COVID-19/SARS-COV-2 / RESEARCH PAPER
 
KEYWORDS
TOPICS
ABSTRACT
Introduction:
Approximately 1% of the world population has now been infected by the severe acute respiratory syndrome coronavirus 2 (SARS-CoV-2), which causes coronavirus disease 2019 (COVID-19). With cases still rising and vaccines just beginning to rollout, we are still several months away from seeing reductions in daily case numbers, hospitalisations, and mortality. Therefore, there is a still an urgent need to control the disease spread by repurposing existing therapeutics. Owing to antiviral, anti-inflammatory, immunomodulatory, and cardioprotective actions, statin therapy has been considered as a plausible approach to improve COVID-19 outcomes.

Material and methods:
We carried out a meta-analysis to investigate the effect of statins on 3 COVID-19 outcomes: intensive care unit (ICU) admission, tracheal intubation, and death. We systematically searched the PubMed, Web of Science, Scopus, and ProQuest databases using keywords related to our aims up to November 2, 2020. All published observational studies and randomised clinical trials on COVID-19 and statins were retrieved. Statistical analysis with random effects modelling was performed using STATA16 software.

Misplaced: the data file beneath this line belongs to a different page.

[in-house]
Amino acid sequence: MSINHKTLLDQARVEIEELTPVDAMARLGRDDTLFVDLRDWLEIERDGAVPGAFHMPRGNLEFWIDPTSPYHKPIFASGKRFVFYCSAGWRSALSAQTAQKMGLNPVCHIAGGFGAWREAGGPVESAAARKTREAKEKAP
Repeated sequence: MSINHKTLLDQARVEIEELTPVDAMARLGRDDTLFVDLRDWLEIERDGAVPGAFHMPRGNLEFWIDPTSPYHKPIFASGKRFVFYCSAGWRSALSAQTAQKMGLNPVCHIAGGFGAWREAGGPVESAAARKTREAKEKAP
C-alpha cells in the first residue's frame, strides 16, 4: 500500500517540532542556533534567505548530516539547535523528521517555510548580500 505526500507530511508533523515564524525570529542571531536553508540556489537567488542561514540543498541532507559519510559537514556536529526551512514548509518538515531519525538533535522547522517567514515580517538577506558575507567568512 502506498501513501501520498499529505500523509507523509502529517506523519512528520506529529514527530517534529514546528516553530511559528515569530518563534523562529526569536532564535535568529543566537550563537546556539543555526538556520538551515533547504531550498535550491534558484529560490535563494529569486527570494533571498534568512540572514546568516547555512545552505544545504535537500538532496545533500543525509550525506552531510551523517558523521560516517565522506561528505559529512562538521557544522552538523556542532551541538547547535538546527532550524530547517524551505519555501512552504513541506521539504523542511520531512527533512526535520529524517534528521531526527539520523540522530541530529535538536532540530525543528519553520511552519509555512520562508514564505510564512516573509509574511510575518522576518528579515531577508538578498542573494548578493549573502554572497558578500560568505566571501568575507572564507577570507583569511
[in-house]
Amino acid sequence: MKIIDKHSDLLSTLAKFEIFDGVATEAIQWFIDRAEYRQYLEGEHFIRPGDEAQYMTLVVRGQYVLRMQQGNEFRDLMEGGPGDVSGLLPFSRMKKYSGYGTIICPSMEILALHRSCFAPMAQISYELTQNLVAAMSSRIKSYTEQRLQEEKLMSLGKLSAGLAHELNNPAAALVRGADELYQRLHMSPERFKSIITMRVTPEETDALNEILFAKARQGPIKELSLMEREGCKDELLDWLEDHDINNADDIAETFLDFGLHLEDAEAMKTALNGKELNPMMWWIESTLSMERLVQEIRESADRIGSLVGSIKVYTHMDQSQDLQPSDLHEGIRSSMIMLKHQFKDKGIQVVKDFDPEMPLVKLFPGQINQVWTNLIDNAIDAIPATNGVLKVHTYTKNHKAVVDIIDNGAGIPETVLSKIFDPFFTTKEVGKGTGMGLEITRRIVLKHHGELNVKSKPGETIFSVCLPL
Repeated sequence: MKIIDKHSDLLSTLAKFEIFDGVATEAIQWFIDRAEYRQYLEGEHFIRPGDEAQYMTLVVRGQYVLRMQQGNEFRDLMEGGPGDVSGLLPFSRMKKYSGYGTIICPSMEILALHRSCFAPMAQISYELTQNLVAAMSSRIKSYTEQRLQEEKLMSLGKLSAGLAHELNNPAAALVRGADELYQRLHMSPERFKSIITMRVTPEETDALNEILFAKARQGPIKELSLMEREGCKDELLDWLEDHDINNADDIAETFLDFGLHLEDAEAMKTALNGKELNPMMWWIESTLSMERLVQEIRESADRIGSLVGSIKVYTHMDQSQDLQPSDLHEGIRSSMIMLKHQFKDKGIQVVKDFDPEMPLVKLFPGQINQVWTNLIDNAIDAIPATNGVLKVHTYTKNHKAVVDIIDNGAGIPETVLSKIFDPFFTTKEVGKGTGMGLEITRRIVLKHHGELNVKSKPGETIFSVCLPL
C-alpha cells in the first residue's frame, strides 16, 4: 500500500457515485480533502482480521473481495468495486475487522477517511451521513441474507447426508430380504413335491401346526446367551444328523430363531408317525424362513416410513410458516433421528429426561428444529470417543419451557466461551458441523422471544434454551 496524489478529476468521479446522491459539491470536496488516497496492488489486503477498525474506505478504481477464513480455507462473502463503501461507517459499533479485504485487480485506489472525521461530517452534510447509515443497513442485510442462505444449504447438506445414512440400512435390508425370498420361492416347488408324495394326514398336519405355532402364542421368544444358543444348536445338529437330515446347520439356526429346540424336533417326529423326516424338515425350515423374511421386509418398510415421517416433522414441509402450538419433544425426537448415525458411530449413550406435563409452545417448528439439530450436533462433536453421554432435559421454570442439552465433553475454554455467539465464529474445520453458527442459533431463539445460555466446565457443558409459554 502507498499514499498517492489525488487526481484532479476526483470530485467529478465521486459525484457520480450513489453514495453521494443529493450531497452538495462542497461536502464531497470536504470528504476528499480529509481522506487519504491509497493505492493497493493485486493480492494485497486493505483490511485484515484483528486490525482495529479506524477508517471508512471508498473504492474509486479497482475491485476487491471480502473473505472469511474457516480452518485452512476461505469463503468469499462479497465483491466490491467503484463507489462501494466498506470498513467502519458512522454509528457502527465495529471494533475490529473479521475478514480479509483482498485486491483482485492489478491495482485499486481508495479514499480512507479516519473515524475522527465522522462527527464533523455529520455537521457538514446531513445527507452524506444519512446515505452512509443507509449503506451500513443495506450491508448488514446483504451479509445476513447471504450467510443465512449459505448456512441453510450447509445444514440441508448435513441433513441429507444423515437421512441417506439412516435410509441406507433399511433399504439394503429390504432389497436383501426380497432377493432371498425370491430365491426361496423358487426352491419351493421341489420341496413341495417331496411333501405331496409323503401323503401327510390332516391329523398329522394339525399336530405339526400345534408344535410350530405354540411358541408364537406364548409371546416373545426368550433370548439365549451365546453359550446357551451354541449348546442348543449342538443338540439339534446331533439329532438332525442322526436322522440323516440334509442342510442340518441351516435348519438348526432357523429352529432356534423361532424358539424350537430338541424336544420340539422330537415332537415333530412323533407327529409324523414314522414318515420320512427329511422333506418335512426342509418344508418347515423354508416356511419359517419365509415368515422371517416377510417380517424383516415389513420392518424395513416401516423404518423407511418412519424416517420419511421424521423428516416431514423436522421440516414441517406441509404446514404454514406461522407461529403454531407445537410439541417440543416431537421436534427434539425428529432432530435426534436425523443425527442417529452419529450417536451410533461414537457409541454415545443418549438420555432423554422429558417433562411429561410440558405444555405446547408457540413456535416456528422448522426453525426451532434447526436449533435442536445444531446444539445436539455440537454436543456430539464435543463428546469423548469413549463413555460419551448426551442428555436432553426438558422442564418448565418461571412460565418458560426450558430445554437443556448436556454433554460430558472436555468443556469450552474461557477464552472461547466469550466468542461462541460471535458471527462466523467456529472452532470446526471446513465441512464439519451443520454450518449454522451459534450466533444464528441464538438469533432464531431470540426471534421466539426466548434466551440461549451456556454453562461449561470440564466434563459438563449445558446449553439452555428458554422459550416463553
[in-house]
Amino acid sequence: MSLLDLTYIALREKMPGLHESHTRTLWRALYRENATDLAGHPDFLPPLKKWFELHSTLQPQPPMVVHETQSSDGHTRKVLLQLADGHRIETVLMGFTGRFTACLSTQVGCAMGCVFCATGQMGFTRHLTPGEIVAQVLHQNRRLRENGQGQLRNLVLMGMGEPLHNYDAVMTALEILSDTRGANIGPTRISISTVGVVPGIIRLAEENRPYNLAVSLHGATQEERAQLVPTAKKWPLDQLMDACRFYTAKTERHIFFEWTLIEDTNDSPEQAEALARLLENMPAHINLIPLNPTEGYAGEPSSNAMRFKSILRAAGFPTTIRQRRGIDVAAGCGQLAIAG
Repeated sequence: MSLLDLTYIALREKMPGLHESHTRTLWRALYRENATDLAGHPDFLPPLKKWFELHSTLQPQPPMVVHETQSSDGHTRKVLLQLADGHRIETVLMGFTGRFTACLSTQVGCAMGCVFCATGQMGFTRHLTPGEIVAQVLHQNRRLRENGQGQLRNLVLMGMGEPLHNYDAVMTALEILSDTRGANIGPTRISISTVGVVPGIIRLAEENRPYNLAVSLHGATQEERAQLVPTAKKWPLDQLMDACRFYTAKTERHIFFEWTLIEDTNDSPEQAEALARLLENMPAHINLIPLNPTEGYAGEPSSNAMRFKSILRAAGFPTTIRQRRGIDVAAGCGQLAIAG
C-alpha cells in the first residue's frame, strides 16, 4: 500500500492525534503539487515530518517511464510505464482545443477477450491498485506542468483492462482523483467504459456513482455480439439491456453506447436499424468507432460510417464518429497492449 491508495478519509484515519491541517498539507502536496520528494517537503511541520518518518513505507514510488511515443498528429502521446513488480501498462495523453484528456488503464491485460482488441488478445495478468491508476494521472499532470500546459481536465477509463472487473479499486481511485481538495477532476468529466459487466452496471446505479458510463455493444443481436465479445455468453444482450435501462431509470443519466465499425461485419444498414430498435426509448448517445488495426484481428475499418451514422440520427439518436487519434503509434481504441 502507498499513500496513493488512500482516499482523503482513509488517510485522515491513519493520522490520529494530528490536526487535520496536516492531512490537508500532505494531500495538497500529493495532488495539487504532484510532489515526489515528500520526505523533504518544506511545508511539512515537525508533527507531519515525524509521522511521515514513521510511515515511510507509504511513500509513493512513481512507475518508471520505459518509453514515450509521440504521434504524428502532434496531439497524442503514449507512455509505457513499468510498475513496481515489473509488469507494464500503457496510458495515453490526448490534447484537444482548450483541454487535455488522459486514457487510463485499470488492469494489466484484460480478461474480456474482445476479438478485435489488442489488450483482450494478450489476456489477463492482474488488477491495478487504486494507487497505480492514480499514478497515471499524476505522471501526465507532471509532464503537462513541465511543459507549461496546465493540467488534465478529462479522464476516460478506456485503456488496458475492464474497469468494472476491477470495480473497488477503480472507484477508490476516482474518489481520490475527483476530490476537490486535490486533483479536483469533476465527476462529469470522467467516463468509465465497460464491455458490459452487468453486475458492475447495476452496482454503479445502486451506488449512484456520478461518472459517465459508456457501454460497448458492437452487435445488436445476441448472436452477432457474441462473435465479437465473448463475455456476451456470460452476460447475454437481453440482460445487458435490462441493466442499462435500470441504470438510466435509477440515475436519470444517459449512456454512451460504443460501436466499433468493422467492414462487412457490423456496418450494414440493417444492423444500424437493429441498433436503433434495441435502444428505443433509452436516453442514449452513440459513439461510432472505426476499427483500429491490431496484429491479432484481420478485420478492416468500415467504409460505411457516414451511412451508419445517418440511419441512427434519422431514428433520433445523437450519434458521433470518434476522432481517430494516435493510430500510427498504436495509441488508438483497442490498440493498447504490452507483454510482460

Results:
The final selected studies (n = 24 studies; 32,715 patients) showed significant reductions in ICU admission (OR = 0.78, 95% CI: 0.58–1.06; n = 10; I2 = 58.5%) and death (OR = 0.70, 95% CI: 0.55–0.88; n = 21; I2 = 82.5%) outcomes, with no significant effect on tracheal intubation (OR = 0.79; 95% CI: 0.57–1.11; n = 7; I2 = 89.0%). Furthermore, subgroup analysis suggested that death was reduced further by in-hospital application of statins (OR = 0.40, 95% CI: 0.22–0.73, n = 3; I2 = 82.5%), compared with pre-hospital use (OR = 0.77, 95% CI: 0.60–0.98, n = 18; I2 = 81.8%).

Conclusions:
These findings call attention to the need for systematic clinical studies to assess both pre- and in-hospital use of statins as a potential means of reducing COVID-19 disease severity, particularly in terms of reduction of ICU admission and total mortality reduction.

eISSN:1896-9151
ISSN:1734-1922